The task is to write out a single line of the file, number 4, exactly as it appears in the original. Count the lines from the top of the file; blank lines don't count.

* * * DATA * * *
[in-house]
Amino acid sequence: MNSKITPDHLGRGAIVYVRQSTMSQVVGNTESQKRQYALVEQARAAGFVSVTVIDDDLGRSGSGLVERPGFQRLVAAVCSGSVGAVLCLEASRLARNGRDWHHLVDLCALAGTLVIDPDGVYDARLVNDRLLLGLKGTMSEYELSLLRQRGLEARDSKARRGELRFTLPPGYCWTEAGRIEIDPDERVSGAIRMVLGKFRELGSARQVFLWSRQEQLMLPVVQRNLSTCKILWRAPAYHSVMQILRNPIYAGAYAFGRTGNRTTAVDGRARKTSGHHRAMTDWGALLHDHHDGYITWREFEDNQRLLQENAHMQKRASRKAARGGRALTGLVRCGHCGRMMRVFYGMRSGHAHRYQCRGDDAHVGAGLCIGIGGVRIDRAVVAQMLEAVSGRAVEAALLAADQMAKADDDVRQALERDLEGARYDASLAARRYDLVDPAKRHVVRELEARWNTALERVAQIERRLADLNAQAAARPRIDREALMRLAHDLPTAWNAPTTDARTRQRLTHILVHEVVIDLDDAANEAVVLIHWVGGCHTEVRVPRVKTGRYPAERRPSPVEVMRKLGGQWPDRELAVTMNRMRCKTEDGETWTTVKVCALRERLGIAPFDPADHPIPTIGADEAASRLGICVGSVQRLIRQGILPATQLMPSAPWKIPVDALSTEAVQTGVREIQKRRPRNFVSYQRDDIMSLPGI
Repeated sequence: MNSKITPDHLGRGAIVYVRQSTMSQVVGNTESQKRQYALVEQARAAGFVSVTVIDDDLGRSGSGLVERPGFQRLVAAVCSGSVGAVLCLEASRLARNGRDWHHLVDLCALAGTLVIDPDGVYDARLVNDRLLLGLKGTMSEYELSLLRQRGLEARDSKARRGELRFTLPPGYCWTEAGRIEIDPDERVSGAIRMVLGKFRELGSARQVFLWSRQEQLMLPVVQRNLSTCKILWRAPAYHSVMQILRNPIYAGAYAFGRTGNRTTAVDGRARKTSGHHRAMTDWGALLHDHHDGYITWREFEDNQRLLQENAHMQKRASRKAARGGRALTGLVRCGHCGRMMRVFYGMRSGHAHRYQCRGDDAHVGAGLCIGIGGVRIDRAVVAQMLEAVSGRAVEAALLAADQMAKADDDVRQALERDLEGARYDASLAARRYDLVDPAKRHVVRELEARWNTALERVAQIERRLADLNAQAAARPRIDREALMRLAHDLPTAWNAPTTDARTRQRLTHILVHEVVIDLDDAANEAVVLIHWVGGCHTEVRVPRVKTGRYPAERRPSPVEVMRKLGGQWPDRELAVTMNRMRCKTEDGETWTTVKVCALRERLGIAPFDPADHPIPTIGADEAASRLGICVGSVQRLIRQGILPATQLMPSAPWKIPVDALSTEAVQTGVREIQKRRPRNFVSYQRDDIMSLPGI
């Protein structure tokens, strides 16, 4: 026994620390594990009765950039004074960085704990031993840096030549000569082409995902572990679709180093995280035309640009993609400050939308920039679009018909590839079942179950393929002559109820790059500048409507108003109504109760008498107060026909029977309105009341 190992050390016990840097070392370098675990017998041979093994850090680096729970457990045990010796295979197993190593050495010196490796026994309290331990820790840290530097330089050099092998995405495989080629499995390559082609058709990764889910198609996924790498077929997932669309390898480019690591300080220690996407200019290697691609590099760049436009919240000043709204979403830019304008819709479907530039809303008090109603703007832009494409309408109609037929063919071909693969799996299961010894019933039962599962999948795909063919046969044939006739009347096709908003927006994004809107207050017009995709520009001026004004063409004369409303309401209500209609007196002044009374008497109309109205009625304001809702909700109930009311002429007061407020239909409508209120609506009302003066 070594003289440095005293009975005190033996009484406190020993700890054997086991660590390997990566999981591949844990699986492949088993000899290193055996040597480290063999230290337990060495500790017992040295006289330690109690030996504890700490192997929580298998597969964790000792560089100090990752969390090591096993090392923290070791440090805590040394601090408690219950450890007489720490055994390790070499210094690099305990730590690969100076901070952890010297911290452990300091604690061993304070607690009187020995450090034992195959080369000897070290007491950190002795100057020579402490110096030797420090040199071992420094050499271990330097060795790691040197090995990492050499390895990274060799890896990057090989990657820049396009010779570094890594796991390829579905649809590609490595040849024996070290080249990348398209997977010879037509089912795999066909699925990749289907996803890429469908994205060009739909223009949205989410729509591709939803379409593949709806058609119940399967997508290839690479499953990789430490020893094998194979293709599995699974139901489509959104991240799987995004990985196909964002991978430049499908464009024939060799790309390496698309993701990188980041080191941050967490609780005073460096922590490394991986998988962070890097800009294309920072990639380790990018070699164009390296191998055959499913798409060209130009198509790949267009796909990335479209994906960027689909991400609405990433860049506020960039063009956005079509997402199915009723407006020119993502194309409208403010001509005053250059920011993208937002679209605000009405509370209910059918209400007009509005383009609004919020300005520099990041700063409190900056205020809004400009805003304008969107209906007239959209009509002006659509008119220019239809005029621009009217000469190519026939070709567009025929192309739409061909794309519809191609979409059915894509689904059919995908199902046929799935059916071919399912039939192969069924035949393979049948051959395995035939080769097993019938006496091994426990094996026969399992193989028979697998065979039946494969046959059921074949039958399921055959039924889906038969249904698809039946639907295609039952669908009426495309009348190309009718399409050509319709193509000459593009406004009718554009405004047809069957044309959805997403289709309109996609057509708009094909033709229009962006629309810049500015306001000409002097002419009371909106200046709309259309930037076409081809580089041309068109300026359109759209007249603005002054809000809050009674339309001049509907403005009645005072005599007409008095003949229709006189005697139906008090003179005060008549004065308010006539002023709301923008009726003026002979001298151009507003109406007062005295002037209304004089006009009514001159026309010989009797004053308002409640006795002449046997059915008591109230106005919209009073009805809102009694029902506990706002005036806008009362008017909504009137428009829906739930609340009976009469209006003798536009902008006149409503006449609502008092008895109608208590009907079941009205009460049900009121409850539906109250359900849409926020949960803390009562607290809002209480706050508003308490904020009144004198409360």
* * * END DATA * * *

């Protein structure tokens, strides 16, 4: 026994620390594990009765950039004074960085704990031993840096030549000569082409995902572990679709180093995280035309640009993609400050939308920039679009018909590839079942179950393929002559109820790059500048409507108003109504109760008498107060026909029977309105009341 190992050390016990840097070392370098675990017998041979093994850090680096729970457990045990010796295979197993190593050495010196490796026994309290331990820790840290530097330089050099092998995405495989080629499995390559082609058709990764889910198609996924790498077929997932669309390898480019690591300080220690996407200019290697691609590099760049436009919240000043709204979403830019304008819709479907530039809303008090109603703007832009494409309408109609037929063919071909693969799996299961010894019933039962599962999948795909063919046969044939006739009347096709908003927006994004809107207050017009995709520009001026004004063409004369409303309401209500209609007196002044009374008497109309109205009625304001809702909700109930009311002429007061407020239909409508209120609506009302003066 070594003289440095005293009975005190033996009484406190020993700890054997086991660590390997990566999981591949844990699986492949088993000899290193055996040597480290063999230290337990060495500790017992040295006289330690109690030996504890700490192997929580298998597969964790000792560089100090990752969390090591096993090392923290070791440090805590040394601090408690219950450890007489720490055994390790070499210094690099305990730590690969100076901070952890010297911290452990300091604690061993304070607690009187020995450090034992195959080369000897070290007491950190002795100057020579402490110096030797420090040199071992420094050499271990330097060795790691040197090995990492050499390895990274060799890896990057090989990657820049396009010779570094890594796991390829579905649809590609490595040849024996070290080249990348398209997977010879037509089912795999066909699925990749289907996803890429469908994205060009739909223009949205989410729509591709939803379409593949709806058609119940399967997508290839690479499953990789430490020893094998194979293709599995699974139901489509959104991240799987995004990985196909964002991978430049499908464009024939060799790309390496698309993701990188980041080191941050967490609780005073460096922590490394991986998988962070890097800009294309920072990639380790990018070699164009390296191998055959499913798409060209130009198509790949267009796909990335479209994906960027689909991400609405990433860049506020960039063009956005079509997402199915009723407006020119993502194309409208403010001509005053250059920011993208937002679209605000009405509370209910059918209400007009509005383009609004919020300005520099990041700063409190900056205020809004400009805003304008969107209906007239959209009509002006659509008119220019239809005029621009009217000469190519026939070709567009025929192309739409061909794309519809191609979409059915894509689904059919995908199902046929799935059916071919399912039939192969069924035949393979049948051959395995035939080769097993019938006496091994426990094996026969399992193989028979697998065979039946494969046959059921074949039958399921055959039924889906038969249904698809039946639907295609039952669908009426495309009348190309009718399409050509319709193509000459593009406004009718554009405004047809069957044309959805997403289709309109996609057509708009094909033709229009962006629309810049500015306001000409002097002419009371909106200046709309259309930037076409081809580089041309068109300026359109759209007249603005002054809000809050009674339309001049509907403005009645005072005599007409008095003949229709006189005697139906008090003179005060008549004065308010006539002023709301923008009726003026002979001298151009507003109406007062005295002037209304004089006009009514001159026309010989009797004053308002409640006795002449046997059915008591109230106005919209009073009805809102009694029902506990706002005036806008009362008017909504009137428009829906739930609340009976009469209006003798536009902008006149409503006449609502008092008895109608208590009907079941009205009460049900009121409850539906109250359900849409926020949960803390009562607290809002209480706050508003308490904020009144004198409360």